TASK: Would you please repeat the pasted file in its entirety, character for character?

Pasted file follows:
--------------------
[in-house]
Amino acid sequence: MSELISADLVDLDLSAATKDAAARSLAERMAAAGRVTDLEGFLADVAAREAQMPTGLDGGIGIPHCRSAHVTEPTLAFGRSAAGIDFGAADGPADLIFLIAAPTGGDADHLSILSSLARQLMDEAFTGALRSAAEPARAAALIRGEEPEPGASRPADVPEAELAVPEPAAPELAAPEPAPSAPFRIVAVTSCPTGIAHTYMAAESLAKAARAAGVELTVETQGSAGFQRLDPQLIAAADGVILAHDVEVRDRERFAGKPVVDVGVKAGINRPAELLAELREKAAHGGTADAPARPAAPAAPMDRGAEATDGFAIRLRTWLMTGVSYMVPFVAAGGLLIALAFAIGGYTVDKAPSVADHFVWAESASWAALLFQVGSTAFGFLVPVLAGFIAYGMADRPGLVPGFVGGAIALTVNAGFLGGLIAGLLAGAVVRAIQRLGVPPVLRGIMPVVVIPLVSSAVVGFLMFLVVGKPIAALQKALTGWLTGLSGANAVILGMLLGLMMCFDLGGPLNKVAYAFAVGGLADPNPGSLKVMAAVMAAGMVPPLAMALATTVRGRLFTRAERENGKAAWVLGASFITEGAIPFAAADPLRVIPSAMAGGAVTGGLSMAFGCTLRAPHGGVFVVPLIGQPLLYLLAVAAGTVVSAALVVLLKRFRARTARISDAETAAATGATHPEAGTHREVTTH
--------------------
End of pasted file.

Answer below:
[in-house]
Amino acid sequence: MSELISADLVDLDLSAATKDAAARSLAERMAAAGRVTDLEGFLADVAAREAQMPTGLDGGIGIPHCRSAHVTEPTLAFGRSAAGIDFGAADGPADLIFLIAAPTGGDADHLSILSSLARQLMDEAFTGALRSAAEPARAAALIRGEEPEPGASRPADVPEAELAVPEPAAPELAAPEPAPSAPFRIVAVTSCPTGIAHTYMAAESLAKAARAAGVELTVETQGSAGFQRLDPQLIAAADGVILAHDVEVRDRERFAGKPVVDVGVKAGINRPAELLAELREKAAHGGTADAPARPAAPAAPMDRGAEATDGFAIRLRTWLMTGVSYMVPFVAAGGLLIALAFAIGGYTVDKAPSVADHFVWAESASWAALLFQVGSTAFGFLVPVLAGFIAYGMADRPGLVPGFVGGAIALTVNAGFLGGLIAGLLAGAVVRAIQRLGVPPVLRGIMPVVVIPLVSSAVVGFLMFLVVGKPIAALQKALTGWLTGLSGANAVILGMLLGLMMCFDLGGPLNKVAYAFAVGGLADPNPGSLKVMAAVMAAGMVPPLAMALATTVRGRLFTRAERENGKAAWVLGASFITEGAIPFAAADPLRVIPSAMAGGAVTGGLSMAFGCTLRAPHGGVFVVPLIGQPLLYLLAVAAGTVVSAALVVLLKRFRARTARISDAETAAATGATHPEAGTHREVTTH